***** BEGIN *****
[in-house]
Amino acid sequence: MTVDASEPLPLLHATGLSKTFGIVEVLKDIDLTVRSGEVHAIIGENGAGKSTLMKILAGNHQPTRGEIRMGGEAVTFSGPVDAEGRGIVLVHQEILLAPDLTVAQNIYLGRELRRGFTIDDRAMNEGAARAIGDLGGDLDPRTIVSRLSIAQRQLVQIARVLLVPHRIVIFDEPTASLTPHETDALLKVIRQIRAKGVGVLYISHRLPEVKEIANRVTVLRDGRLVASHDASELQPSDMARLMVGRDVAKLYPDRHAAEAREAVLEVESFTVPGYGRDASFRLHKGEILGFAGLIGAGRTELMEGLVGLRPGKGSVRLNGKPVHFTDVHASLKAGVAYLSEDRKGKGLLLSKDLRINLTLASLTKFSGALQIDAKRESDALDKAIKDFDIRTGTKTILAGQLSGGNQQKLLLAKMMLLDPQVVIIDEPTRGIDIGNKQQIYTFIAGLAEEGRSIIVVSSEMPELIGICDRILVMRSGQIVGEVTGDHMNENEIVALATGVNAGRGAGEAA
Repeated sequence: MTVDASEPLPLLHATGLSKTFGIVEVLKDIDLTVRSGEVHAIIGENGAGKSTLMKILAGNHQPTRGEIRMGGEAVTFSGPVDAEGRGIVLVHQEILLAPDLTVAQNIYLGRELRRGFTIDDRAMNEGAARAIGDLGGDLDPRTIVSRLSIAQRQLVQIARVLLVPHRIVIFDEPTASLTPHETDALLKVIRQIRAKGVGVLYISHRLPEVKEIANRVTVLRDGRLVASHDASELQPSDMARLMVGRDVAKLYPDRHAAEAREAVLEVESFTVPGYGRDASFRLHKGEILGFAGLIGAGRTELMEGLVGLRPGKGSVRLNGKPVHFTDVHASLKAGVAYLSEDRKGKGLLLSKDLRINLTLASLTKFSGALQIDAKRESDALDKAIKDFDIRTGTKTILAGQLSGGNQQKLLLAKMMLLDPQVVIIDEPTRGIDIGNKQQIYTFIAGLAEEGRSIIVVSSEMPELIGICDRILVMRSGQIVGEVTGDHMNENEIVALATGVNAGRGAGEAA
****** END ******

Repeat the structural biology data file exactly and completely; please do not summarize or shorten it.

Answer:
[in-house]
Amino acid sequence: MTVDASEPLPLLHATGLSKTFGIVEVLKDIDLTVRSGEVHAIIGENGAGKSTLMKILAGNHQPTRGEIRMGGEAVTFSGPVDAEGRGIVLVHQEILLAPDLTVAQNIYLGRELRRGFTIDDRAMNEGAARAIGDLGGDLDPRTIVSRLSIAQRQLVQIARVLLVPHRIVIFDEPTASLTPHETDALLKVIRQIRAKGVGVLYISHRLPEVKEIANRVTVLRDGRLVASHDASELQPSDMARLMVGRDVAKLYPDRHAAEAREAVLEVESFTVPGYGRDASFRLHKGEILGFAGLIGAGRTELMEGLVGLRPGKGSVRLNGKPVHFTDVHASLKAGVAYLSEDRKGKGLLLSKDLRINLTLASLTKFSGALQIDAKRESDALDKAIKDFDIRTGTKTILAGQLSGGNQQKLLLAKMMLLDPQVVIIDEPTRGIDIGNKQQIYTFIAGLAEEGRSIIVVSSEMPELIGICDRILVMRSGQIVGEVTGDHMNENEIVALATGVNAGRGAGEAA
Repeated sequence: MTVDASEPLPLLHATGLSKTFGIVEVLKDIDLTVRSGEVHAIIGENGAGKSTLMKILAGNHQPTRGEIRMGGEAVTFSGPVDAEGRGIVLVHQEILLAPDLTVAQNIYLGRELRRGFTIDDRAMNEGAARAIGDLGGDLDPRTIVSRLSIAQRQLVQIARVLLVPHRIVIFDEPTASLTPHETDALLKVIRQIRAKGVGVLYISHRLPEVKEIANRVTVLRDGRLVASHDASELQPSDMARLMVGRDVAKLYPDRHAAEAREAVLEVESFTVPGYGRDASFRLHKGEILGFAGLIGAGRTELMEGLVGLRPGKGSVRLNGKPVHFTDVHASLKAGVAYLSEDRKGKGLLLSKDLRINLTLASLTKFSGALQIDAKRESDALDKAIKDFDIRTGTKTILAGQLSGGNQQKLLLAKMMLLDPQVVIIDEPTRGIDIGNKQQIYTFIAGLAEEGRSIIVVSSEMPELIGICDRILVMRSGQIVGEVTGDHMNENEIVALATGVNAGRGAGEAA